Friday, May 10, 2013

More Research

The manuscript I’m working on now has sheep shearing and wool spinning in it. There is a lot you can find on YouTube, but it isn’t the same as seeing something in real life. So, when I got the notice months ago about the Pierce College Farmwalk and saw that they were going to have sheep shearing and wool spinning, I was thrilled.

Pierce is a Los Angeles Community College, but what sets it apart is that it is on 400 acres and a lot of that is devoted to agriculture. It is so nice to be driving past houses and businesses and suddenly get to Pierce and see golden rolling hills with black steers grazing on them. All that open space sitting in the middle of the San Fernando Valley. The Farmwalk is an annual event where they open up the farm area to the public. I used to go when my son was small but haven’t been for years.

I got there early and it was already quite warm. I was surprised at how many people were there already, but then what a great place to take your kids on a Sunday.

It was wonderful to walk back into the campus and enter the farm area. I went past the chickens and the cows on display. I skipped the goats and kept going to the sheep area. True to their promise there were sheep and sheep shearing. I got to talk to the sheep shearer along with watching the actual shearing. I talked to spinners, both wheel and drop spindle. I fed a donkey a carrot. I pet one of the sheared sheep and got to look into his strange eyes with the horizontal iris.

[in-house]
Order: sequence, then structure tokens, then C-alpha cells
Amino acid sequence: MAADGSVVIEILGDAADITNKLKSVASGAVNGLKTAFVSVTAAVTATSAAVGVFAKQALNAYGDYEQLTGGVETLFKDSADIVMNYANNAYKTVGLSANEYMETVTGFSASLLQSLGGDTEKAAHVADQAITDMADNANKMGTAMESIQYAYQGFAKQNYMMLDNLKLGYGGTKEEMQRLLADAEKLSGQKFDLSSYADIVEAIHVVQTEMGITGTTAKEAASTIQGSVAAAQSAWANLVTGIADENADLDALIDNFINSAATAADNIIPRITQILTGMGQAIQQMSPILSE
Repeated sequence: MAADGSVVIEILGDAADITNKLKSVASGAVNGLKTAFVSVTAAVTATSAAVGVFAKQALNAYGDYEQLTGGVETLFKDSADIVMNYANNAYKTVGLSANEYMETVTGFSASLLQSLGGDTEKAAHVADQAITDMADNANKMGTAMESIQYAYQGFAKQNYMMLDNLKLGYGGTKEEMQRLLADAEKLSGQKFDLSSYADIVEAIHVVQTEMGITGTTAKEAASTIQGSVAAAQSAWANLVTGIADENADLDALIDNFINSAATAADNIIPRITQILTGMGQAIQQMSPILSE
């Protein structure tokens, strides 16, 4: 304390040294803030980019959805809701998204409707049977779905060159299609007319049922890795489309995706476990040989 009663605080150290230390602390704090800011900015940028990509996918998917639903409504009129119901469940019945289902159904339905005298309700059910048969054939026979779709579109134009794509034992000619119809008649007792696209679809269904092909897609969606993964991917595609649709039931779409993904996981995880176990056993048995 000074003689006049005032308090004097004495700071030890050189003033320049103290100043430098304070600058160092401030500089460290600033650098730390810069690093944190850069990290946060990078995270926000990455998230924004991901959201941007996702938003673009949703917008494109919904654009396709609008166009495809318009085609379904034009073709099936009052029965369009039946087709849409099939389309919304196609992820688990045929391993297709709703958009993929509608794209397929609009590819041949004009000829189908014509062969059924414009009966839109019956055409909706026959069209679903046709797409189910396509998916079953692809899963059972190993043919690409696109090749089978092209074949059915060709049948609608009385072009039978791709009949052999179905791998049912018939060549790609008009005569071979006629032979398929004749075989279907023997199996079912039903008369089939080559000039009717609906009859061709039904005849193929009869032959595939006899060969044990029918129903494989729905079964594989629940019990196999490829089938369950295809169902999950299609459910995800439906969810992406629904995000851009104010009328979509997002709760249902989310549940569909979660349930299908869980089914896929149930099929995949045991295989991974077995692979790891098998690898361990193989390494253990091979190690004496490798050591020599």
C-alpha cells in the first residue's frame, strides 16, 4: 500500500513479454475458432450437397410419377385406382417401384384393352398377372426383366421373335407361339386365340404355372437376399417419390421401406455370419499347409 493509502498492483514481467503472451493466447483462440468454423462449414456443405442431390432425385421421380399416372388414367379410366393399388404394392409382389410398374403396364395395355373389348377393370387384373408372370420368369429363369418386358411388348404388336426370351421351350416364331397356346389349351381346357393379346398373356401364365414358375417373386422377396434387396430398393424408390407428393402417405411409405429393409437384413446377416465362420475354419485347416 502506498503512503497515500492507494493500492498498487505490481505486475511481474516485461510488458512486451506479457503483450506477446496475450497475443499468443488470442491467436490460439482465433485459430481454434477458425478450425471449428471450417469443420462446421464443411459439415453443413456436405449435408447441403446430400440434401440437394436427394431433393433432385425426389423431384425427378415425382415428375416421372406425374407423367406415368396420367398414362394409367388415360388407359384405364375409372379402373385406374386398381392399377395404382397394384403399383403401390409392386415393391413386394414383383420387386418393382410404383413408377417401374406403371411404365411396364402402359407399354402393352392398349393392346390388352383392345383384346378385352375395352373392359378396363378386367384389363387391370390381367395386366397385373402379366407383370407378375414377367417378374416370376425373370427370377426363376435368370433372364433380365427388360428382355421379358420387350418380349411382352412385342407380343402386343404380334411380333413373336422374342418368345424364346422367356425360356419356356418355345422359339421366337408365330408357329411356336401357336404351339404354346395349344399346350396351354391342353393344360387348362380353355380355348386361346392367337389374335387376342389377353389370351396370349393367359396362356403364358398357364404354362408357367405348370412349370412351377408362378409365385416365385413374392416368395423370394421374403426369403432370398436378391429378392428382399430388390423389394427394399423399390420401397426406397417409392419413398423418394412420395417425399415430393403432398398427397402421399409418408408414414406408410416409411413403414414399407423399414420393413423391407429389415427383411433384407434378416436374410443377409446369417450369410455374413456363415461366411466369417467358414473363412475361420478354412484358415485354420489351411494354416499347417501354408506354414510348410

I got a handful of freshly sheared wool and some that had already been washed. I learned about dying wool and preparing it for spinning.

When I was satisfied that I had all the information and pictures that I needed, I left the sheep area and went to this secret part of the farm area that is usually off limits. It’s a canyon with a pond and warnings about what to do if you run into dangerous wildlife. Luckily, I just saw a bunch of birds.

On the way back I encountered two sheriffs on horseback and got to talk to them about their jobs. You never know when that information might be useful. Further on I encountered a man who told me all about cotton and how silk was made. I had no idea they boiled the abandoned cocoons and got a fluff of fibers from them.

My last stop was at a rescue ambulance where I talked to a firefighter - paramedic. He was most generous with explaining their procedures to me. I also got to see the inside of the rig. It’s amazing how big they are.

By then, I’d been walking for two hours and it was just past noon. The sun was direct and the air was unseasonably hot (well into the 80s) and I was ready to go home.

My tufts of wool are sitting next to my computer. I have lots of photos to use to remind myself of what I saw. And I was able to add some nice little touches to my sheep shearing scene as well as describe their surroundings. Having fun and doing research - what could be better.

This was supposed to post last week, but I hit the wrong key. In the meantime I went to the Maryland Wool and Sheep Festival and saw an amazing array of sheep. I had no idea there were so many different kinds. I saw even more sheep during my trip to Mount Vernon along with a loom and spinning wheels. It's kind of cool doing research from coast to coast.

1 comment:

Linda O. Johnston said...

Pierce College does have some interesting and different programs, Betty. Your venture there sounds like a lot of fun.